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What Is a Protocol Data Unit?

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  • Written By: Alex Newth
  • Edited By: Angela B.
  • Last Modified Date: 15 November 2016
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    Conjecture Corporation
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A protocol data unit (PDU) is a layered data delivery system that either communicates with a network device or with protocols in the same machine. There are five named protocol data unit layers, but the fifth layer and above are all classified as the same thing, so there can be many more than five layers. The only physical layer used to communicate with hardware is the first layer, which transports information in binary, bit by bit. When data are transferred, they begin at the highest layer and stream down, with each layer adding a layer head. The second layer adds a footer and converts the data into bits for the first layer, and the information is sent.

Both networks and programs running on the same computer need to communicate and swap data to function. The protocol data unit is used as a packet to create and deliver these data between the two protocols or processes. There can be many layers to data packets; the more layers, the farther away the data are from the physical level.

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While there can be a large number of layers transporting information, there are technically only five different layers. The first protocol data unit layer is Layer 1 and is known as the physical level. Layer 2 is the data link layer, which links data, and Layer 3 is the network layer that communicates between networks. The fourth layer is known as the transport layer, because it is where data get ready to send. Layers 5 and above are collectively called data and are high up in the computer hierarchy.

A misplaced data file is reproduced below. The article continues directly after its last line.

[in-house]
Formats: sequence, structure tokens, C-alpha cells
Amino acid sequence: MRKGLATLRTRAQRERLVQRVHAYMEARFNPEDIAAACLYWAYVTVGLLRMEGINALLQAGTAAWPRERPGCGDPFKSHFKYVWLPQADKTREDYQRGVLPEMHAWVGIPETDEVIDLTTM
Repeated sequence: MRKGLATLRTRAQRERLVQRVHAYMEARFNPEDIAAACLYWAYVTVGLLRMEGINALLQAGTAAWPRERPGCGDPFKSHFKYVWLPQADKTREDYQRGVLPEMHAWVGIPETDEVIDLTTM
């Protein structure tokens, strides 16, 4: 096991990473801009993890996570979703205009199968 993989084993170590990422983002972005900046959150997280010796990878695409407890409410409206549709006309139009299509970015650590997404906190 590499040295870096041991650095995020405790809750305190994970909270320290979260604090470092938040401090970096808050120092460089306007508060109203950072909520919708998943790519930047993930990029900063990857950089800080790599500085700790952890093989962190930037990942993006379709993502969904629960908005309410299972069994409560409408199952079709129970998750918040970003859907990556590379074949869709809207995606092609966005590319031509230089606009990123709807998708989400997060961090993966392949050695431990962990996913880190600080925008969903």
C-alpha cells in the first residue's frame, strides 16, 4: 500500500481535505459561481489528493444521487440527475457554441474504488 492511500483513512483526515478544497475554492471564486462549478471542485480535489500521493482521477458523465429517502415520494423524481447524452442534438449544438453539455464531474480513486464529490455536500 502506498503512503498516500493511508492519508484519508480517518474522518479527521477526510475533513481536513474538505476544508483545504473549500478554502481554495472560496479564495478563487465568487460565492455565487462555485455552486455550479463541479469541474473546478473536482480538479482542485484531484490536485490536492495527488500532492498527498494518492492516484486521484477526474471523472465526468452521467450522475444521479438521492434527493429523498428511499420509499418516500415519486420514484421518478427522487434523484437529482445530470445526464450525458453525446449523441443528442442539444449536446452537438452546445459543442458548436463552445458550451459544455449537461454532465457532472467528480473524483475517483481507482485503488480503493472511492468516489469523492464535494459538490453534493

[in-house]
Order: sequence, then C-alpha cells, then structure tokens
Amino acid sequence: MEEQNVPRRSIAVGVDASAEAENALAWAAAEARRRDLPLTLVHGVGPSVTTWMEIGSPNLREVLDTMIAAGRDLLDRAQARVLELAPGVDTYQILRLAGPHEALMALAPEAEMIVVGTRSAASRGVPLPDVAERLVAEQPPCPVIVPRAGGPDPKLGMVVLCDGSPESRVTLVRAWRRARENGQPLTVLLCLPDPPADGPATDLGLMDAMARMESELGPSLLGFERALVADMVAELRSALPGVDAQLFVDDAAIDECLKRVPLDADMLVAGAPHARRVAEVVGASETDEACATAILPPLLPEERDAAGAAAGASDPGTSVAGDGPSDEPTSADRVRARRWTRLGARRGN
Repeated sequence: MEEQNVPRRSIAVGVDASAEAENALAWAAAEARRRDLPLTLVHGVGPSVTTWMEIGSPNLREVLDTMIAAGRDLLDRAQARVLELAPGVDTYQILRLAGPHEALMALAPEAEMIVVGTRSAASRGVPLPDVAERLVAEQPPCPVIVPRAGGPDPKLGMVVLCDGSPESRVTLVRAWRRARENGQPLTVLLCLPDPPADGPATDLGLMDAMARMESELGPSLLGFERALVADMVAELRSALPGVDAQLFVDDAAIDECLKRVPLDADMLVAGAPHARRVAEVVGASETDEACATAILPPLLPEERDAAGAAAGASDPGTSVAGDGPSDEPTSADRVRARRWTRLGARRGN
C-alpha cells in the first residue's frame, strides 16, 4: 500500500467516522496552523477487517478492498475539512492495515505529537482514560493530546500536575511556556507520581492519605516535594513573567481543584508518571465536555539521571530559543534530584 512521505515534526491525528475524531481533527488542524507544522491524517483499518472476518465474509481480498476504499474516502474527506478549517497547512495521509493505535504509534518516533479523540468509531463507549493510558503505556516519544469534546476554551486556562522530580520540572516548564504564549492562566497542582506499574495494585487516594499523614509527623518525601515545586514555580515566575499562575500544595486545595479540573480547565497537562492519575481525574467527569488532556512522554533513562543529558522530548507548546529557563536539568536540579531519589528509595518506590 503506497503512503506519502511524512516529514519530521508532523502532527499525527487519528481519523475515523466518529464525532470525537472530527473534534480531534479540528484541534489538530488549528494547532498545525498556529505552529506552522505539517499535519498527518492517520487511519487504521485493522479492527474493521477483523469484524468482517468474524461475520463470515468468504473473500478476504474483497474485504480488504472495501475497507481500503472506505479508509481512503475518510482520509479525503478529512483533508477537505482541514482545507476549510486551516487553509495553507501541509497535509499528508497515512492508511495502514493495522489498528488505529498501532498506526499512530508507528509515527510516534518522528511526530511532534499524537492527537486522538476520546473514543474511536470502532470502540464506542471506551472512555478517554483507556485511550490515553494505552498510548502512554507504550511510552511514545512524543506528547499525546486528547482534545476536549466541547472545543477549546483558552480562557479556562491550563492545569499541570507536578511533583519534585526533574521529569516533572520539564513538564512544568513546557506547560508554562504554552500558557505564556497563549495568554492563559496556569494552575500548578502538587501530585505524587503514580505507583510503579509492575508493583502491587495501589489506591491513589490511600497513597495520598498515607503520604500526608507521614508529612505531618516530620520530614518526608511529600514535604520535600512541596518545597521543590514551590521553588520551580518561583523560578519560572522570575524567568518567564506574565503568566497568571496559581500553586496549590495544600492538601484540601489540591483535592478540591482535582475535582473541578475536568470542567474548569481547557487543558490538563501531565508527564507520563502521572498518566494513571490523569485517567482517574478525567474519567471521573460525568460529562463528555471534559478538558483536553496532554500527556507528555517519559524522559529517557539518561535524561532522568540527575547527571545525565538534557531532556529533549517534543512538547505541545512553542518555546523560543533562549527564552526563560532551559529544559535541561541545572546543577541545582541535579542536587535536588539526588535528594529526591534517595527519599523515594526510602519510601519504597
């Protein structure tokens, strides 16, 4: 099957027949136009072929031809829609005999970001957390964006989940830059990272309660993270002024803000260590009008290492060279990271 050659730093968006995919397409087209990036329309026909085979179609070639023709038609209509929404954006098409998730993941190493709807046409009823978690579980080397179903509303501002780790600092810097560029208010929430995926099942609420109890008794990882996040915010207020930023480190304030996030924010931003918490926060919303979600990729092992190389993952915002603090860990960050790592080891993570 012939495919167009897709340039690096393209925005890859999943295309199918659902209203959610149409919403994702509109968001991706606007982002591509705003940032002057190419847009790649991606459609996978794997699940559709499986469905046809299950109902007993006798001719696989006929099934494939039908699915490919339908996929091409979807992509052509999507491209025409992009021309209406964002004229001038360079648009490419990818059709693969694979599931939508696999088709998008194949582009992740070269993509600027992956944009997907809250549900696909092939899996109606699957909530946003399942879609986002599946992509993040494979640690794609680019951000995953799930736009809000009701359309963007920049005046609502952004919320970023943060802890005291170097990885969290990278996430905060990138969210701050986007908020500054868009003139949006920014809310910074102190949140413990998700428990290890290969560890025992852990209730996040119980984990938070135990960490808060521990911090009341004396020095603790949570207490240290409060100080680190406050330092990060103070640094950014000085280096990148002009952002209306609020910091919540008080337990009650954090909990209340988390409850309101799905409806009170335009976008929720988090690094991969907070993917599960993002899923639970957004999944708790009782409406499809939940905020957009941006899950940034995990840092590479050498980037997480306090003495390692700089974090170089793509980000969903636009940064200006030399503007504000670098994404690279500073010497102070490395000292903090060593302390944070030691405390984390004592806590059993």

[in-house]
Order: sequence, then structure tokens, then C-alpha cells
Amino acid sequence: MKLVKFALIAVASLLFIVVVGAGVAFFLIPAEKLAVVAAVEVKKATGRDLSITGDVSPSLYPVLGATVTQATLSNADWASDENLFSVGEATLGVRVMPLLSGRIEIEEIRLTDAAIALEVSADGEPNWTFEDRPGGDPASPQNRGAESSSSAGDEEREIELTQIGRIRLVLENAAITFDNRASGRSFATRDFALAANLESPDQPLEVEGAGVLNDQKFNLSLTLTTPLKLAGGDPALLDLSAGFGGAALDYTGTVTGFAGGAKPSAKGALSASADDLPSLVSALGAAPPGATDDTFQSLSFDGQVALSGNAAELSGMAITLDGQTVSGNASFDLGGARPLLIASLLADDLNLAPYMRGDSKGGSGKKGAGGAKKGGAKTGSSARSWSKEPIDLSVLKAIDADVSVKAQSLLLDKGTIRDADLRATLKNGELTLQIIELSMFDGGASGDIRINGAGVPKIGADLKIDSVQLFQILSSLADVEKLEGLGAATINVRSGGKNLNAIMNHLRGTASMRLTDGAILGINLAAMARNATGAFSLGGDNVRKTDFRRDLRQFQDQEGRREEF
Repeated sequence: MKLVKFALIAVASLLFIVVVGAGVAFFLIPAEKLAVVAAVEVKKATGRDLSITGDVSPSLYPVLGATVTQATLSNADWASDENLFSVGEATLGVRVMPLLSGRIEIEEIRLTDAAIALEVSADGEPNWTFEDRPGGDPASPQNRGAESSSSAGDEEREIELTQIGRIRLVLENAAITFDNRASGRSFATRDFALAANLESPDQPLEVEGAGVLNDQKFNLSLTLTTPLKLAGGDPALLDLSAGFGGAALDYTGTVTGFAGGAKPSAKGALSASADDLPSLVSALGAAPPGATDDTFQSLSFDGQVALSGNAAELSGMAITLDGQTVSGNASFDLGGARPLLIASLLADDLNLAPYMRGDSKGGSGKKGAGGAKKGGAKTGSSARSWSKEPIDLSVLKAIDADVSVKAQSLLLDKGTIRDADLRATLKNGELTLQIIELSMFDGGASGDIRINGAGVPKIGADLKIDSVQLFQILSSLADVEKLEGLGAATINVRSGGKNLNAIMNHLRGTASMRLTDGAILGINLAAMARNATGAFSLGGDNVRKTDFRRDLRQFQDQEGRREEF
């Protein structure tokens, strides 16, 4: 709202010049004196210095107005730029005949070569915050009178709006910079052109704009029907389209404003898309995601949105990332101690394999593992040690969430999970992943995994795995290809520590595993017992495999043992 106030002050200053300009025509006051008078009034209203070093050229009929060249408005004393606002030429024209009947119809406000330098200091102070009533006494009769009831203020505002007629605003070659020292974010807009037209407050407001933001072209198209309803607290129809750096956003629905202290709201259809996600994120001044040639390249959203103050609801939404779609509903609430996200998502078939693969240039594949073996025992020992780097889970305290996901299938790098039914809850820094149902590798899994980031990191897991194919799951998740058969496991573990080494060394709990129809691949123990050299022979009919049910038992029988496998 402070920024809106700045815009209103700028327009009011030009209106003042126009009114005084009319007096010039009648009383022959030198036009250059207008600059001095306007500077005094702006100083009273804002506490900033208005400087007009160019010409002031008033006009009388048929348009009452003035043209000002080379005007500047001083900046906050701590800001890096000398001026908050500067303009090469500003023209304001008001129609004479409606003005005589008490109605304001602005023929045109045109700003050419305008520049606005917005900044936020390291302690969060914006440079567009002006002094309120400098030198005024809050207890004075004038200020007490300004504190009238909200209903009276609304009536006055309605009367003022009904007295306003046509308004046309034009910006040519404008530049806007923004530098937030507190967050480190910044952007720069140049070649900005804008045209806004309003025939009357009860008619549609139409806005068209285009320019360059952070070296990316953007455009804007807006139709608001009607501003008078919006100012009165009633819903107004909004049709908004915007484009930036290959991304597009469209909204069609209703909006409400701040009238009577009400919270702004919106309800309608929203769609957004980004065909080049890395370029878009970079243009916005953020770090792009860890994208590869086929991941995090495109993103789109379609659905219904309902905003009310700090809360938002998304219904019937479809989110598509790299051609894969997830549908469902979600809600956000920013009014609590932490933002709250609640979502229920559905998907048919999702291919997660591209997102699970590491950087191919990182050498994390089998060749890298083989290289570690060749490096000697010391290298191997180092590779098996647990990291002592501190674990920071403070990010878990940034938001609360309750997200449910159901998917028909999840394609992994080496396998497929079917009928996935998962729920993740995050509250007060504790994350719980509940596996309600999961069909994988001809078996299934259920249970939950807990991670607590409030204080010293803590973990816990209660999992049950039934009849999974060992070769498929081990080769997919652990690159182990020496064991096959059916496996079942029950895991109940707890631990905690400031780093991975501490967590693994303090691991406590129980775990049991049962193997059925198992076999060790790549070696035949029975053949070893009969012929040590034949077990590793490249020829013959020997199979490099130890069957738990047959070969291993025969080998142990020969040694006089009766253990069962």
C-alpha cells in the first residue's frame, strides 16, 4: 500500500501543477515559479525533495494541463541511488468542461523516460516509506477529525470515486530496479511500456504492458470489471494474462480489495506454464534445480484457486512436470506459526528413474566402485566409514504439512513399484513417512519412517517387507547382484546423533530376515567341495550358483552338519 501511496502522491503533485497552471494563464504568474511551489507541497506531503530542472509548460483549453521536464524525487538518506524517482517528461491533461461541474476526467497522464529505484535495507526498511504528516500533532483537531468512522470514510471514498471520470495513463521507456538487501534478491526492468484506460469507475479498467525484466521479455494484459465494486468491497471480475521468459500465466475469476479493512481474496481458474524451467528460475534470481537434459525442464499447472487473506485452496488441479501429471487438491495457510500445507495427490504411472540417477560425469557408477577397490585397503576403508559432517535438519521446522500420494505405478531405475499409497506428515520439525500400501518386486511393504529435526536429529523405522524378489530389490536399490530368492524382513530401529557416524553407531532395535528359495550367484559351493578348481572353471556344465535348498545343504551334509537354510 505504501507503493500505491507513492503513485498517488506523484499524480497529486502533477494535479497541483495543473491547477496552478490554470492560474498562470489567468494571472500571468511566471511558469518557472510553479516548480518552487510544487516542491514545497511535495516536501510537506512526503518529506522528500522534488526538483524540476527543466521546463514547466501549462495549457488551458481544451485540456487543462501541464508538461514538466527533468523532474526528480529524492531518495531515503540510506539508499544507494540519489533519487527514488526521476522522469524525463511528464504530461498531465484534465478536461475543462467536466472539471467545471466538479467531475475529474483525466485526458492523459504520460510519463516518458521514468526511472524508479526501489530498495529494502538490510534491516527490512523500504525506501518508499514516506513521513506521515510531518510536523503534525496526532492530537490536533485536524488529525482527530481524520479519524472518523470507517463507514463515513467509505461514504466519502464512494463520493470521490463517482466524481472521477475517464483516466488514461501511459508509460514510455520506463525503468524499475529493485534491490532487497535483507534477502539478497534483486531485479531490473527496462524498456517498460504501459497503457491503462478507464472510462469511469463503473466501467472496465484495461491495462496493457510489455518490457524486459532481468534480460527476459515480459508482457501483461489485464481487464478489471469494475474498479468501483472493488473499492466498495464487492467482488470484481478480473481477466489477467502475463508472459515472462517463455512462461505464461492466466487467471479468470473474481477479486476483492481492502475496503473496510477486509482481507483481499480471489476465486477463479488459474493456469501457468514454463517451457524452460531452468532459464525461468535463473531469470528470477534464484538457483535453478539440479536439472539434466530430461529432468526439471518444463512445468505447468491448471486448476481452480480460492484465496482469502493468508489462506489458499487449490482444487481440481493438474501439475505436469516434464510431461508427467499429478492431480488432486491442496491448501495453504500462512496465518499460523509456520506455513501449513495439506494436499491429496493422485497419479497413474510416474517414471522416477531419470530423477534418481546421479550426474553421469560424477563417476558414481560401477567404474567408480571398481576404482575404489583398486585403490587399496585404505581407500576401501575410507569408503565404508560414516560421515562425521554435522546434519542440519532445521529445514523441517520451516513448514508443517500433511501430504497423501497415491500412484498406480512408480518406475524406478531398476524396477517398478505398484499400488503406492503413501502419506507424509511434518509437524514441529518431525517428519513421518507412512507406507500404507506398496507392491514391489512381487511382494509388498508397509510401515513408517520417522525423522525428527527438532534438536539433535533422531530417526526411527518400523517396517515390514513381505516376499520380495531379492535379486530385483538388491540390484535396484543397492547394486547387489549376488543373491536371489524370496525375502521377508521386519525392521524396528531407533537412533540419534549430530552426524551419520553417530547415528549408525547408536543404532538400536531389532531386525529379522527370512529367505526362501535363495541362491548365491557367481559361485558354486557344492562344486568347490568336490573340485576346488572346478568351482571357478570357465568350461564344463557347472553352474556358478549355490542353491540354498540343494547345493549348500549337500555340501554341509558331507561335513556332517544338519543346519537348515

When information sends, it goes in descending order, starting from the top layer. For example, if the data sent need Layer 6, then the packet will begin here. Each layer under it will then add a header packet, which adds more data. At Layer 2, the layer adds a header and a footer, making the packet suitable for transport.

Layer 1 is special when compared to the other protocol data unit layers, because it neither uses a header or footer nor actually creates data packets. This layer transports information by bits, in binary, to the protocol, process or hardware requesting the data. If the packet needs Layer 2 or higher, then Layer 2 is responsible for converting all the headers, the footer and the packet itself into bits, so Layer 1 can deliver it.

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